For additional Nike Metcon 8 width context, my foot fits a US size 10 true to size regarding length, and the width of my foot at the widest part of my forefoot is around 4.15-4.25 inches/10.54-10.79 cm. This puts my foot between a medium and wide width for most brands.
My Nike Metcon 8’s insole measurement has a width of around 3.85 inches/9.77 cm at the widest part of the forefoot. Per Nike’s sizing chart, this puts the Nike Metcon 8 between a narrow (3.8″ width) and medium width (4.0″).
If you have notably wide feet that exceed an E-width or more, then I think you’ll want to pass on the Nike Metcon 8. While they can work for some wide feet here and there on typically rare occasions due to the upper stretching, I think most will find them to be snug.
On that note, if you have wide feet and notice that you have a little spillover when training in the Nike Metcon 8, you can run the risk of having this shoe break down at a faster rate due to stressing the upper around the forefoot.
Who Should Buy the Nike Metcon 8?
Thinking about buying the Nike Metcon 8? Here are two contexts where I think this shoe makes a lot of sense.
1. Great for lifters wanting stability with CrossFit and lifting
The Nike Metcon 8 will be a good cross-training shoe for lifters and athletes who want a model primarily for CrossFit and lifting. This shoe does a good job in these training contexts and has a nice level of stability.
The durability of the Nike Metcon 8 also seems pretty strong across the board. The reworked upper around the toe box feels a bit more durable than the chainlink mesh in the Nike Metcon 7.
Must Read: Nike Metcon 8 Vs Nike Metcon 9 | Is Newer Better?
2. Good pick for Nike fans who love their shoe’s fits
I also think if you enjoy the Nike Metcon cross-training shoe line and like the Metcon 7, then you’ll likely enjoy the Metcon 8. It has a similar fit, feel, and performance and a few refined construction features, which can be argued as good things for this model.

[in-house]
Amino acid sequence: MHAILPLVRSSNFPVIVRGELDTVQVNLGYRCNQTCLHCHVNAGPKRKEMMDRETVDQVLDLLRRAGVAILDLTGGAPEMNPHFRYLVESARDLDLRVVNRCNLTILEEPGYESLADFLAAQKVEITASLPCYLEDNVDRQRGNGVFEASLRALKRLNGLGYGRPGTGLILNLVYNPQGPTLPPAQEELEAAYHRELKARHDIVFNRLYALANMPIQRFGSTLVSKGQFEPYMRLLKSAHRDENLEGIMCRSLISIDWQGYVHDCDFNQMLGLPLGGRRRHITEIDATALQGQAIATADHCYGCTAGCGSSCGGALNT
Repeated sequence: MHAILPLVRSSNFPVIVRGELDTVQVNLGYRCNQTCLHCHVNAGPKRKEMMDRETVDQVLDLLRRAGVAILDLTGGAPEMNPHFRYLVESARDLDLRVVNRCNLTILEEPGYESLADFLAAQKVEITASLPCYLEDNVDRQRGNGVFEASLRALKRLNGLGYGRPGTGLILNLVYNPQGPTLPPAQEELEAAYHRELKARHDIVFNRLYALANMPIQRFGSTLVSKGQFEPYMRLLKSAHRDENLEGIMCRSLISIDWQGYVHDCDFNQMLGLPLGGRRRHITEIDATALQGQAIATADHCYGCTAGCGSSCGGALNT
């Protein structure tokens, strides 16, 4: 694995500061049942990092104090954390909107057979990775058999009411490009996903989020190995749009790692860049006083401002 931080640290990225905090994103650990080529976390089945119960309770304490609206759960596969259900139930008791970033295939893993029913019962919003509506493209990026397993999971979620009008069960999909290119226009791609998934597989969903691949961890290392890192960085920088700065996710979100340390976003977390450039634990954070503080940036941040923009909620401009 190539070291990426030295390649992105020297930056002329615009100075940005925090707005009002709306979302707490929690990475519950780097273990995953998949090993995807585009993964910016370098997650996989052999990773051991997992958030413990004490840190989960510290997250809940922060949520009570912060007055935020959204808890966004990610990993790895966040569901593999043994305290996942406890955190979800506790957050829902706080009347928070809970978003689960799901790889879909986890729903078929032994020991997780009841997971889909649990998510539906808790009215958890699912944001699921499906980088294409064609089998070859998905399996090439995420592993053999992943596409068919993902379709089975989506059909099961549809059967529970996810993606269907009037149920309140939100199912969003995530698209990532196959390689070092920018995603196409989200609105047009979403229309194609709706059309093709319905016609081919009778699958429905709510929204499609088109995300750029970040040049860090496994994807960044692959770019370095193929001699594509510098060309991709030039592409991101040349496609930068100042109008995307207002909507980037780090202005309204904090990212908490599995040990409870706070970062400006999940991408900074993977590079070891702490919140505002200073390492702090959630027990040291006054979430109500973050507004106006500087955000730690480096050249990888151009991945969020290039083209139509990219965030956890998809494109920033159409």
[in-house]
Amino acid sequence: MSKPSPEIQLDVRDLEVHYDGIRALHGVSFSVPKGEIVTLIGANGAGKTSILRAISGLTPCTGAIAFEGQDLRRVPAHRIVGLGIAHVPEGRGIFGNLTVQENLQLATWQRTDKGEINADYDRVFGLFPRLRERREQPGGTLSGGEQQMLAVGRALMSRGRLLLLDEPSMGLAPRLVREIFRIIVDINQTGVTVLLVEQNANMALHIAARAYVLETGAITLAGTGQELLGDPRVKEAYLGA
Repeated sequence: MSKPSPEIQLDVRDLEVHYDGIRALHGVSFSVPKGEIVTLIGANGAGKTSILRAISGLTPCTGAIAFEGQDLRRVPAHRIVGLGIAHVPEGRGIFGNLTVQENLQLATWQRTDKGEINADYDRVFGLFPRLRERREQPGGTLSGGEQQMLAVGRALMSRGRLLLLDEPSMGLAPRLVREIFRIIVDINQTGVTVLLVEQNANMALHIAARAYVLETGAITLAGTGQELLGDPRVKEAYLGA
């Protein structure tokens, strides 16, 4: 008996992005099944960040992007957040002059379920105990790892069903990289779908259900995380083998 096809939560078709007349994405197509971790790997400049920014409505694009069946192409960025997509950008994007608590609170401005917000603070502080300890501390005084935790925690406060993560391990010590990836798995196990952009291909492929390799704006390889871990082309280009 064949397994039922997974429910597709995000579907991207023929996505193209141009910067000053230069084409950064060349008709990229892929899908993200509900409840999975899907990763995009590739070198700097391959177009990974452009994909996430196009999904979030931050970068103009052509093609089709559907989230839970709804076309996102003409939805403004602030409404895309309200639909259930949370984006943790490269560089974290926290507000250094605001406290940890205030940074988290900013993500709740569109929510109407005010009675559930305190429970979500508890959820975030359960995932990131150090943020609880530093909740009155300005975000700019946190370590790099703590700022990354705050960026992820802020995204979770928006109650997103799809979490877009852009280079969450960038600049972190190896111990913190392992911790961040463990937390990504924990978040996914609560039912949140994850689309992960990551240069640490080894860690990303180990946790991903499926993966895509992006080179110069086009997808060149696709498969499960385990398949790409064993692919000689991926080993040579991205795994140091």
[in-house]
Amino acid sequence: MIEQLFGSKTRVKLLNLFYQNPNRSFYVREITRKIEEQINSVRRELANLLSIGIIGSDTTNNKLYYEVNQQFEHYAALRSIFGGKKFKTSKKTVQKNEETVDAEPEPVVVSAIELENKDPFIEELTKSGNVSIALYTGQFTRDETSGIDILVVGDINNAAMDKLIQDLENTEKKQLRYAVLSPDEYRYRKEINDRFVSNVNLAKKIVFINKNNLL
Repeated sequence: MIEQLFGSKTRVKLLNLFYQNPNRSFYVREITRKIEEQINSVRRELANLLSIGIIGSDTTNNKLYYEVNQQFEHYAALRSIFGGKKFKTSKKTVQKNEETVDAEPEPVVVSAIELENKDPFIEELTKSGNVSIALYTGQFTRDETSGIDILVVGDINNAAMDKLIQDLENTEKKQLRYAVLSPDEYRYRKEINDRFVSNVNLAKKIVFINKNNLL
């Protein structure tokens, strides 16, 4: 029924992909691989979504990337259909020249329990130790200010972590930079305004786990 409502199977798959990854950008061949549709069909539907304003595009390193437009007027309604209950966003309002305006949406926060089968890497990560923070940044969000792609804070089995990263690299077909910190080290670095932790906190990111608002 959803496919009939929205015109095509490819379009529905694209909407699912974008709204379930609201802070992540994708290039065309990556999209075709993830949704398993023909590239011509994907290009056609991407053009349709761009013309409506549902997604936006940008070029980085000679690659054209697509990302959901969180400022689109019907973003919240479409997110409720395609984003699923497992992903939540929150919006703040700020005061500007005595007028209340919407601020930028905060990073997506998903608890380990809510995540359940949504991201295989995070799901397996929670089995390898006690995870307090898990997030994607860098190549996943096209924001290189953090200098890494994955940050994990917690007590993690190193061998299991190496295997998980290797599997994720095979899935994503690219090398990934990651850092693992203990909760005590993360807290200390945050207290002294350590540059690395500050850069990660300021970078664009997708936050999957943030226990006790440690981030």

Who Shouldn’t Buy the Nike Metcon 8
While the Nike Metcon 8 will work for some lifters and athletes, I don’t think it’s going to be the best cross-training shoe for everyone.
1. Didn’t like the Metcon 7? Don’t buy this model
That being said, there’s nothing revolutionary about the Nike Metcon 8. If you didn’t like the Metcon 7, you most likely won’t like the Metcon 8 so I’d pass on this shoe.
Must Read: Nike Metcon 9 Review | A Wider and Reworked Toe Box?
2. These aren’t the best for wider feet
Additionally, the Metcon 8 is also not a good model for wide and flat feet. The upper in the 8 feels a little snugger due to its heavier materials which can be off-putting for some lifters who are used to the stretchiness of the Metcon 7’s chain-like mesh.
3. Athletes wanting maximal versatility
The blocky heel can also be a major knock on this shoe for anyone wanting a training shoe for HIIT workouts, daily wear, or running. For example, this will not be the training shoe that delivers a strong performance for lifting and running.
Below, I’m going to outline the key construction details that influence this shoe’s performance and durability. This model is similar to the Nike Metcon 7 in many ways, but it has received a few notable construction updates.
- Heel-to-Toe Drop: 4mm
- Weight: 12.40 oz (for my size 10 model)
- Removable Insole: Yes
- Hyperlift Insert Built-In to Heel
- Lateral and Medial Midfoot Outsole Wraps
- TPU Heel Clip
- Nike React Foam Midsole
- Full Rubber Outsole
- Forefoot Flex Grooves
- Lace-Lock Loop On Togue
- Mesh Upper With Synthetic Overlays
- 5 Core Eyelets
If you have additional questions about Nike Metcon 8’s construction, drop a comment below, and I can answer accordingly.
Frequently Asked Questions (FAQ)
Q:What are Metcon 8 good for?
Q:Can you run in the Nike Metcon 8?
Q:Do the Nike Metcon 8 fit true to size?
Q:Are Nike Metcon 8 good for lifting?
Q:Can you squat in Metcons?
At the end of the day, the Nike Metcon 8 is a pretty solid cross-training shoe. It’s similar to the Nike Metcon 7 and offers a slightly more refined construction regarding some of its shoe tech.
It’s a good consistent model for CrossFit, lifting, and cross-training, and I think most lifters and athletes will enjoy this shoe, especially if they enjoyed the Nike Metcon 7.
That being said, there’s nothing revolutionary about the Nike Metcon 8. If you’re on the fence between this model and the Metcon 7, I’d suggest choosing the best price point and colorway per your preferences.
If you have additional questions on the Nike Metcon 8, drop a comment below or reach out to me personally via Instagram (@jake_boly or @that_fit_friend).